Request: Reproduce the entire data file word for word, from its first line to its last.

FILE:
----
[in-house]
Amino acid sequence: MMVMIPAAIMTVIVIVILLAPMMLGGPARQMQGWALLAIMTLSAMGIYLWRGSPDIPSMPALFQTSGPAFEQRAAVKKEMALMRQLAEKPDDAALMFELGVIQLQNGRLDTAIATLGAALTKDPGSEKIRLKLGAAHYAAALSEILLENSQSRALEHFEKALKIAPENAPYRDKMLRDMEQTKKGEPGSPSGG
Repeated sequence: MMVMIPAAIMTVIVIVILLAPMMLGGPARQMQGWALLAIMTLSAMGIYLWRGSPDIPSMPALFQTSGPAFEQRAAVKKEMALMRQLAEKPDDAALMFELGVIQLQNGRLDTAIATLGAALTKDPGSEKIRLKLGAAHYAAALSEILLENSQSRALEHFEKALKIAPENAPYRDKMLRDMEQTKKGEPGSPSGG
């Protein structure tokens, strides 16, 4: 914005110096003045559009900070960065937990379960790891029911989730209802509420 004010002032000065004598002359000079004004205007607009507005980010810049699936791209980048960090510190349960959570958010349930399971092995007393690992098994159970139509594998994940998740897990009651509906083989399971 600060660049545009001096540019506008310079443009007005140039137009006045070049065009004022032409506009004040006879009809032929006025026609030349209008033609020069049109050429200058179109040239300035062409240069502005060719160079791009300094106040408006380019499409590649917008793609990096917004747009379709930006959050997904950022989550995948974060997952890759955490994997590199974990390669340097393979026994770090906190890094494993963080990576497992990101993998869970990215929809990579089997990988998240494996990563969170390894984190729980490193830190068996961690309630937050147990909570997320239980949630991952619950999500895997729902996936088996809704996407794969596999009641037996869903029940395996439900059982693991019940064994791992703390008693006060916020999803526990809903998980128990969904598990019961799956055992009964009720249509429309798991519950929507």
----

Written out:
[in-house]
Amino acid sequence: MMVMIPAAIMTVIVIVILLAPMMLGGPARQMQGWALLAIMTLSAMGIYLWRGSPDIPSMPALFQTSGPAFEQRAAVKKEMALMRQLAEKPDDAALMFELGVIQLQNGRLDTAIATLGAALTKDPGSEKIRLKLGAAHYAAALSEILLENSQSRALEHFEKALKIAPENAPYRDKMLRDMEQTKKGEPGSPSGG
Repeated sequence: MMVMIPAAIMTVIVIVILLAPMMLGGPARQMQGWALLAIMTLSAMGIYLWRGSPDIPSMPALFQTSGPAFEQRAAVKKEMALMRQLAEKPDDAALMFELGVIQLQNGRLDTAIATLGAALTKDPGSEKIRLKLGAAHYAAALSEILLENSQSRALEHFEKALKIAPENAPYRDKMLRDMEQTKKGEPGSPSGG
């Protein structure tokens, strides 16, 4: 914005110096003045559009900070960065937990379960790891029911989730209802509420 004010002032000065004598002359000079004004205007607009507005980010810049699936791209980048960090510190349960959570958010349930399971092995007393690992098994159970139509594998994940998740897990009651509906083989399971 600060660049545009001096540019506008310079443009007005140039137009006045070049065009004022032409506009004040006879009809032929006025026609030349209008033609020069049109050429200058179109040239300035062409240069502005060719160079791009300094106040408006380019499409590649917008793609990096917004747009379709930006959050997904950022989550995948974060997952890759955490994997590199974990390669340097393979026994770090906190890094494993963080990576497992990101993998869970990215929809990579089997990988998240494996990563969170390894984190729980490193830190068996961690309630937050147990909570997320239980949630991952619950999500895997729902996936088996809704996407794969596999009641037996869903029940395996439900059982693991019940064994791992703390008693006060916020999803526990809903998980128990969904598990019961799956055992009964009720249509429309798991519950929507």